Tue | Sep 25, 2018

Press ambivalent on sexploitation

Published:Saturday | September 13, 2014 | 12:00 AM
Karen A. Lloyd

Karen A. Lloyd, Guest Columnist

My recent article, 'My vagina is not public property', published in The Sunday Gleaner of August 3, 2014, brought the issue of street and sexual harassment to the nation's consciousness in a way I could not have anticipated but for which I am grateful.

The rousing response was a timely reminder of the tremendous work that needs to be done and the critical role of the media in ensuring that sexual violence is treated with the gravity it deserves. It will take dialogue and a lot of (un)learning and relearning to get us (back?) to a Jamaica where we respect and value each other. That conversation has started.

I am heartened by the response I received, especially from women, expressing gratitude for raising awareness about issues that plague our lives relentlessly. I've also had many conversations with men, close friends and strangers alike, who have sought clarification on what constitutes harassment. One gentleman who emailed me said he simply did not see or understand the way he (and other men) engaged with women on the street as harassment. That's just the way "man look woman", he remarked.

It occurred to me that people, males especially, do not realise that they are socialised to objectify us, and they certainly aren't educated about harassment. It doesn't help that our culture often explicitly and implicitly salutes the very behaviours that lead to sexual violence. On top of that, the onus is on women and girls to prevent harassment and other forms of sexual abuse.

Street harassment, as I alluded to in my article, does not operate in a vacuum and is, therefore, the result of a society that does not actively protect its girls, women and other vulnerable citizens. It is not surprising, then, that sexual abuse, including rape and workplace harassment, is commonplace within our borders.

One in three females experiences harassment and sexual violence. Keep in mind, also, that rape and other forms of sexual violence are known to be under-reported crimes. Our police estimate that about 30 per cent of these crimes are unreported.

A number of issues contribute to the under-reporting of these crimes, the least of which isn't the fact that women (and men) are ashamed to report these crimes, or the lack of seriousness with which they are dealt.


As gatekeepers of information, the media have fallen short. Like with other issues, there tends to be a burst of interest when a particularly gruesome case of sexual abuse occurs. We are fĂȘted with stories of horror, hardly, if ever, learning about the victim. The consequences of sexual violence on women and girls, their families and the society are not given much attention.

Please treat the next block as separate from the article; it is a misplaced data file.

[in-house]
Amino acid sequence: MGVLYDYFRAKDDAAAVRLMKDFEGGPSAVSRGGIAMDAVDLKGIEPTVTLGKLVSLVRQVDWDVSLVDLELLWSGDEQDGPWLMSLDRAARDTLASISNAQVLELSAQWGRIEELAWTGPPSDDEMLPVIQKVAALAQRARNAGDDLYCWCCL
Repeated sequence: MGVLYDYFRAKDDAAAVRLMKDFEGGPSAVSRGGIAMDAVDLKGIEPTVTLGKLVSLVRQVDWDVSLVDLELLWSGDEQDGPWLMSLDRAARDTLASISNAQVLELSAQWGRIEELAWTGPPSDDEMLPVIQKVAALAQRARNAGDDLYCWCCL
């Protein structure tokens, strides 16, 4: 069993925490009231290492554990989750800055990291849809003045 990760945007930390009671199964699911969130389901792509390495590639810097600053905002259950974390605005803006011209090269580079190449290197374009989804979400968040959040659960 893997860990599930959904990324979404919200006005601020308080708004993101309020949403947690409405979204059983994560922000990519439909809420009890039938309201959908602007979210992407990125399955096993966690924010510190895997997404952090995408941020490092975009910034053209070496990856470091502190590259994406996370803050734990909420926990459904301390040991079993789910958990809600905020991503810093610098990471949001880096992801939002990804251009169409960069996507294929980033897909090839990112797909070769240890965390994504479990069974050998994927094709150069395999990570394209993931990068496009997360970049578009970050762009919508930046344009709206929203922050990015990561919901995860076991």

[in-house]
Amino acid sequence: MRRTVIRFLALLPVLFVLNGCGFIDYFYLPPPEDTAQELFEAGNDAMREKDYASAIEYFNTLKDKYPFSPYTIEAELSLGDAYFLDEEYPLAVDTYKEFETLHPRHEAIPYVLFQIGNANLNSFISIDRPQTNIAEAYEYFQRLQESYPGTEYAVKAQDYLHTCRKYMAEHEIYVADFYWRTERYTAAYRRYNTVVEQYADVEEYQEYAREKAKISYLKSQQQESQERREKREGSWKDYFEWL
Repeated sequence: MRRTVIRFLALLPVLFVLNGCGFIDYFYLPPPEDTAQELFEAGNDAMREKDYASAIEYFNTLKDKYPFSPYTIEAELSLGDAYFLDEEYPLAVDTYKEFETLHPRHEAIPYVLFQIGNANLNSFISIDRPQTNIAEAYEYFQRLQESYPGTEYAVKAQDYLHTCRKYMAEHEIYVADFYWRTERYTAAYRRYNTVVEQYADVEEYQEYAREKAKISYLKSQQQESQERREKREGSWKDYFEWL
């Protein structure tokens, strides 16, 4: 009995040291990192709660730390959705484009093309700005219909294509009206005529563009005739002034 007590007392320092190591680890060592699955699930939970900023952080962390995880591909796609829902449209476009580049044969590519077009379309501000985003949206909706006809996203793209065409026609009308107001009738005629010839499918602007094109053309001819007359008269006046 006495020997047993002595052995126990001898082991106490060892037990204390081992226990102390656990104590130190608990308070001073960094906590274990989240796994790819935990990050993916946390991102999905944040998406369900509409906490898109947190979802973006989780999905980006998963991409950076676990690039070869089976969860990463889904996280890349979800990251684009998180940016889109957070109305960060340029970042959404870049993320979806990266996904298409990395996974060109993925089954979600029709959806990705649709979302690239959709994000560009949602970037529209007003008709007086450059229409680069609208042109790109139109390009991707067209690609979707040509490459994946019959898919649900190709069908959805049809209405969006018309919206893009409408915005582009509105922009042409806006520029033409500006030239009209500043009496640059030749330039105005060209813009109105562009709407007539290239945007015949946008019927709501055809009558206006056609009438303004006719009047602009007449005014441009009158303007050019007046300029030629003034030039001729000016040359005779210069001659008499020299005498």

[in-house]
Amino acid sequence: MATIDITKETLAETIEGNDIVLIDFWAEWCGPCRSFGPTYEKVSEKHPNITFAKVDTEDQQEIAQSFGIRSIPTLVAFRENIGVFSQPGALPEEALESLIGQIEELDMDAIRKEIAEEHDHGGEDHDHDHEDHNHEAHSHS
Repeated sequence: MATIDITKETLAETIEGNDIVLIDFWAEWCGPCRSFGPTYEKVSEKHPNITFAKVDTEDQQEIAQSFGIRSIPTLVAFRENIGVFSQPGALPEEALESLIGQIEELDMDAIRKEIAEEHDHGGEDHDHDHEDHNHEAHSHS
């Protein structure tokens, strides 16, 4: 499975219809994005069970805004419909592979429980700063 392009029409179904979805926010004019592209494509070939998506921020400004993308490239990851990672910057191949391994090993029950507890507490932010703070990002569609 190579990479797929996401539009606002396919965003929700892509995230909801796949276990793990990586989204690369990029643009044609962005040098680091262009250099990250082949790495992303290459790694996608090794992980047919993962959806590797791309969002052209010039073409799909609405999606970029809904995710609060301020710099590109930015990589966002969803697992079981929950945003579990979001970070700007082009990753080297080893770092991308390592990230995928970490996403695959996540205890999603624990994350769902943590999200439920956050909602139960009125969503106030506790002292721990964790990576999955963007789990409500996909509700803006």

More so, the stories are often framed in a way that perpetuate the very ideas that make sexual abuse permissible. Before you know it, the issue goes back into the oblivion from whence it came. That is, until another girl is brutally molested and we're enraged to start another futile protest.

Remember that family of four females, including an eight-year-old girl, which were raped in Montego Bay in 2013? What about the deafening silence with which the media treat the issue of underage girls who are forced into (sexual) relationships with older men? Or the way we pretend underage girls are impregnating themselves and not grown men who enjoy the privilege of an ineffective legal system?

What is the rationale for the media's ambivalence? If the media are hushed about issues as grave as sexual harassment and abuse, it is inevitable the society will follow suit. Perhaps this is the function of the gatekeeping.

Sexual abuse should be a serious concern and we must sustain our efforts in reducing this social handicap that continues to wreak havoc on a significant portion of the population and, hence, retards the development of the nation.

The media cannot sit idly by until another horrid story of sexual violence surfaces to instigate action and discourse on such a grave issue. Media managers must now recognise that it is incumbent on them to empower their staff, through a variety of interventions, to be knowledgeable about sexual harassment and violence; address it in the workplace; and raise awareness in the public sphere.

Karen A. Lloyd is a human-rights advocate and a graduate student in the Department of Government, UWI, Mona. Email feedback to columns@gleanerjm.com and karen.lloyd88@gmail.com.